I. SUBJECT MATTER JURISDICTION
The appellants argue the circuit court lacked subject matter jurisdiction to issue the rule to show cause, conduct the rule to show cause hearing, and issue the order in connection with the rule to show cause. They contend the circuit judge was required to exercise his judicial powers within the geographical boundaries of Lexington County. We disagree.
[350 S.C. 602] The Supreme Court issued the following order in connection with the rule to show cause hearing:
Pursuant to the provisions of S.C. CONST. Art. V, § 4, IT IS ORDERED that the Honorable Kenneth G. Goode be vested with jurisdiction to hear and dispose of common pleas matters for Lexington County for the day of August 24, 2000. The jurisdiction is concurrent with his previously
scheduled assignment to the term of the Court of Common Pleas for Fairfield County which is otherwise unaffected by this Order.
JEAN HOEFER TOAL, CHIEF JUSTICE
By: Motte Talley
Motte Talley, Assistant Director
S.C. Court Administration
"The Chief Justice shall set the terms of any court and shall have the power to assign any judge to sit in any court within the unified judicial system." S.C. Const. Art. V, § 4. Thus, the order vests Judge Goode with jurisdiction for Lexington and Fairfield counties pursuant to the power of the Chief Justice under article V of the South Carolina Constitution.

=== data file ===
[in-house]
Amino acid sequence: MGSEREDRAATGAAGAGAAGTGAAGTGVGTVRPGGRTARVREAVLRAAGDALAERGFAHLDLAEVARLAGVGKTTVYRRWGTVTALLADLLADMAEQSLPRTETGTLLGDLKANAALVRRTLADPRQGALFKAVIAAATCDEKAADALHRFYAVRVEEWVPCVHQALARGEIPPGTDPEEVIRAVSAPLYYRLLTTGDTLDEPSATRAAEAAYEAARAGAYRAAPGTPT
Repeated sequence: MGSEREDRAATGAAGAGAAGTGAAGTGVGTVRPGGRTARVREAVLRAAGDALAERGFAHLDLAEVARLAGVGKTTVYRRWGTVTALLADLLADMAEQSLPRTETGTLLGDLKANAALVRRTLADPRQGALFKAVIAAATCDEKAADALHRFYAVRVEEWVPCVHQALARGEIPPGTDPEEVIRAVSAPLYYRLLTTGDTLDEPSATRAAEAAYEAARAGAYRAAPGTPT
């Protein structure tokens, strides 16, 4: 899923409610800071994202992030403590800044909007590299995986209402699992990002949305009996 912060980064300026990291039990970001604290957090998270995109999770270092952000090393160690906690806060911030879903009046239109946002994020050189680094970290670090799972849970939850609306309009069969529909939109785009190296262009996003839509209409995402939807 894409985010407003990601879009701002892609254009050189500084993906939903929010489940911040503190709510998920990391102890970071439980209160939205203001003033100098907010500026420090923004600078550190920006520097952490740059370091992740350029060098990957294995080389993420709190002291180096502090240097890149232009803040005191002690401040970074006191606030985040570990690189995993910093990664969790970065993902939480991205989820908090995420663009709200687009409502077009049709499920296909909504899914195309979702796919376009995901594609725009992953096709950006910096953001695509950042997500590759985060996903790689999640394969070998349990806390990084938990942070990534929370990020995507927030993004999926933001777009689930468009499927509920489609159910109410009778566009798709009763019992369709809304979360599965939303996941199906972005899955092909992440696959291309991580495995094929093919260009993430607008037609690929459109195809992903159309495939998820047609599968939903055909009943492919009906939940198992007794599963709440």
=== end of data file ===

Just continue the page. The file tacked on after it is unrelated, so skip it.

Judge Goode heard this Lexington County matter on August 24, 2000, in Fairfield County. We find the order does not require Judge Goode to travel to Lexington to hear the Lexington County matter. He had jurisdiction in both counties concurrently. Further, in its order the circuit court stated, "once the court recognized Mr. Quinn was raising a jurisdictional objection it contacted the South Carolina Court Administration and received a directive to proceed with the Rule to Show Cause Hearing."
II. ATTORNEY CONFLICT OF INTEREST
Appellants declare the respondents' attorney should have been disqualified from representing the respondents in this suit. They claim the attorney's law firm previously represented appellant United Oil Marketers, Inc., in a substantially similar matter. We find this issue is moot.
"An appellate court will not pass on moot and academic questions or make an adjudication where there remains no actual controversy." Curtis v. State, 345 S.C. 557, 567, 549 [350 S.C. 603] S.E.2d 591, 596 (2001) (citing Jackson v. State, 331 S.C. 486, 489 S.E.2d 915 (1997)). "Mootness has been defined as follows: 'A case becomes moot when judgment, if rendered, will have no practical legal effect upon existing controversy. This is true when some event occurs making it impossible for the reviewing Court to grant effectual relief.' " Byrd v. Irmo High School, 321 S.C. 426, 431, 468 S.E.2d 861, 864 (1996) (quoting Mathis v. S.C. State Highway Dep't, 260 S.C. 344, 346, 195 S.E.2d 713, 715 (1973)).